I’m not going to dwell on the dozens and dozens of hours I’ve spent creating content using SproutBuilder. I’m not going to spend any more time feeling sorry for myself that I’ll loose all my work (because there’s no way of saving or backing up your sprout on your own machine). I won’t think a minute more about all the students who will be affected by this ‘new development’ since a number of my Sprouts are currently being used within virtual learning environments as tools for university students. I’ll even shelve all the other ideas I had for new uses of Sprouts – ideas that until a couple days ago were still cheerily sprouting in my mind. I’ll eventually move on to a new technology and probably even gain a few new skills along the way…but that’s really not the point…

    What I am quite disturbed about is the relationship between accessibility and money, and even more so, about the potential for the provider of the technology to abuse its power in order to dis-empower the user. In this case, the user was just one person – me – but what are the implications when the user is a university or a college with minimal funds available in its IT budget? The accessibility of technology is vital in today’s world. Taking a look at their pricing levels, it looks like the Sprout Team is targeting their product to high-end design firms with lots and lots of mulla to dish out, and most probably who are already Sprouters themselves and who will have to think a lot longer and harder than me about the implications of the investment they’ve already made in this fabulous new technology. Is this another sign that open source is the way of the future? At least for the disappearing middle class, it seems.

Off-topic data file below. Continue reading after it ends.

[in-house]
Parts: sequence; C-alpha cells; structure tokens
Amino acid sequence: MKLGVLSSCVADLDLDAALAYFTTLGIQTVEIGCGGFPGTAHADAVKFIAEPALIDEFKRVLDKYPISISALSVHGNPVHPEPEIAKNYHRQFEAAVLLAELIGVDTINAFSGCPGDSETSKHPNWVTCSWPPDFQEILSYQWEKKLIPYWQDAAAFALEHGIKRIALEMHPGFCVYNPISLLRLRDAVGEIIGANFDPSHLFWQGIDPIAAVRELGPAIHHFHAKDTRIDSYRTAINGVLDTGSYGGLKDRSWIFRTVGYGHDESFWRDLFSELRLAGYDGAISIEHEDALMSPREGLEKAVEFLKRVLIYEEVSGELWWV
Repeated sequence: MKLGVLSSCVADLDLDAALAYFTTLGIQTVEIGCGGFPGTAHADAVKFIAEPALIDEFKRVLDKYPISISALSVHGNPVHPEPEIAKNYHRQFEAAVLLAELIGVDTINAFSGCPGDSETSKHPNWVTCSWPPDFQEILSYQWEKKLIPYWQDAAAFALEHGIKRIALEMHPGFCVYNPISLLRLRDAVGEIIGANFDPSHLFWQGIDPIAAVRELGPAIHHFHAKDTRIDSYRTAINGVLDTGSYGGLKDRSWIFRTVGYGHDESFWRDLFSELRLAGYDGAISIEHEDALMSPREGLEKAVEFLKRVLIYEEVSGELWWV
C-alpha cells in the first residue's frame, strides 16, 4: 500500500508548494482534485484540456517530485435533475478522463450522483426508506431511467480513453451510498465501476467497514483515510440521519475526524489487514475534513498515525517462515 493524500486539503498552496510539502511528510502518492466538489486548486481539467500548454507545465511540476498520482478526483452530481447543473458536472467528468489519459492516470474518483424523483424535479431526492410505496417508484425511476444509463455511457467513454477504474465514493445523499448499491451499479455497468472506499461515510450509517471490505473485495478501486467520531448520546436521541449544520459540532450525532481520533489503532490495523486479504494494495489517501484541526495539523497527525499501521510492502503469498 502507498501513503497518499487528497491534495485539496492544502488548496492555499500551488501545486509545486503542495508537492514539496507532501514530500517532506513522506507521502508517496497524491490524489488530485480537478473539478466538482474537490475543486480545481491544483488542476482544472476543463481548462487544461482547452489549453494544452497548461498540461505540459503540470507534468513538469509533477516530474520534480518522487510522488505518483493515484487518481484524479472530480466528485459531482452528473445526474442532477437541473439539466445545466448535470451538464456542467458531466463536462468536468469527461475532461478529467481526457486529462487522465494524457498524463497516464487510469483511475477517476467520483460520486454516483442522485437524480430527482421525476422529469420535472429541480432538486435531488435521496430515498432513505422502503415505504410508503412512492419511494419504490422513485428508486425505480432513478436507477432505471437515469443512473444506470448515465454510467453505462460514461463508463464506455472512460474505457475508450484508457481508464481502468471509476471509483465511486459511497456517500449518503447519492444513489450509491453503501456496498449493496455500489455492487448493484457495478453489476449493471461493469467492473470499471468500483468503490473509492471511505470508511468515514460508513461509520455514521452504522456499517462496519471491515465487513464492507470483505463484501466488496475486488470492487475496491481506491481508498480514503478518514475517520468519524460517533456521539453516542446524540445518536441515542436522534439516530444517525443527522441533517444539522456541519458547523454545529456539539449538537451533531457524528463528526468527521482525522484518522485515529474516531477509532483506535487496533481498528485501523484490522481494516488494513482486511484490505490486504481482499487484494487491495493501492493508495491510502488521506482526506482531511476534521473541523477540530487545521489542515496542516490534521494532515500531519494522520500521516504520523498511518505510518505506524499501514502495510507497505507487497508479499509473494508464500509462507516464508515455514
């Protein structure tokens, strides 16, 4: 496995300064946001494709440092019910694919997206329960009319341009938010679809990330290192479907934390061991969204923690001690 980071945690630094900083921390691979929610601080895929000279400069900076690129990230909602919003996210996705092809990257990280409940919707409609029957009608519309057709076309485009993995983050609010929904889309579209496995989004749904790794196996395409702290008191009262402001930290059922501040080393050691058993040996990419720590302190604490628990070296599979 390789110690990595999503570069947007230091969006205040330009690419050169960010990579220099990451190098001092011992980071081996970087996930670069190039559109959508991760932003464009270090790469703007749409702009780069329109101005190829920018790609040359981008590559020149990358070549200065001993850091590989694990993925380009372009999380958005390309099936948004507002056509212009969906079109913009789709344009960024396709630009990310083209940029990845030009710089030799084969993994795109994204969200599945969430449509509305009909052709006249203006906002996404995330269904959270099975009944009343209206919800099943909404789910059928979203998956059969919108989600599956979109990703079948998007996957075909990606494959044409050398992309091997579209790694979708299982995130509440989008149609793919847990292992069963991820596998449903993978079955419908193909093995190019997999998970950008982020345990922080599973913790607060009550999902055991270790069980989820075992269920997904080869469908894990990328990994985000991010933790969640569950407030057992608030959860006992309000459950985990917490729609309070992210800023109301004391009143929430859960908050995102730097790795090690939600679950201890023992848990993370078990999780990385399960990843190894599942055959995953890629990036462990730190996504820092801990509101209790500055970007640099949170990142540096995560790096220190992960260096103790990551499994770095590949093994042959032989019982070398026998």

Dear Sprout Team, let’s not get ahead of ourselves! Even sliced bread is affordable to the little guy!

    On a side note, anyone notice the strategically planted comment that the Sprout Marketing Manager planted on my blog, coincidentally only a couple days before the news broke about their new fees? …funny…

    armydavidsTo leave off on a more inspiring note, here’s a book forum discussion presented by the Cato Institute spotlighting a book written by Glenn Reynolds entitled, ‘An Army of Davids: How Markets and Technology Empower Ordinary People to Beat Big Media, Big Government, and Other Goliaths“. The latter part of this panel discussion gets quite politically heavy, but in addition to a brief glimpse into the history of beer (!), the panel discusses the implications of ideas presented in the book such as, “Technological developments are putting more and more power into the hands of more and more people.”

    My question is, what happens if technology providers become the Goliath’s? Where’s the empowerment supposed to come from then?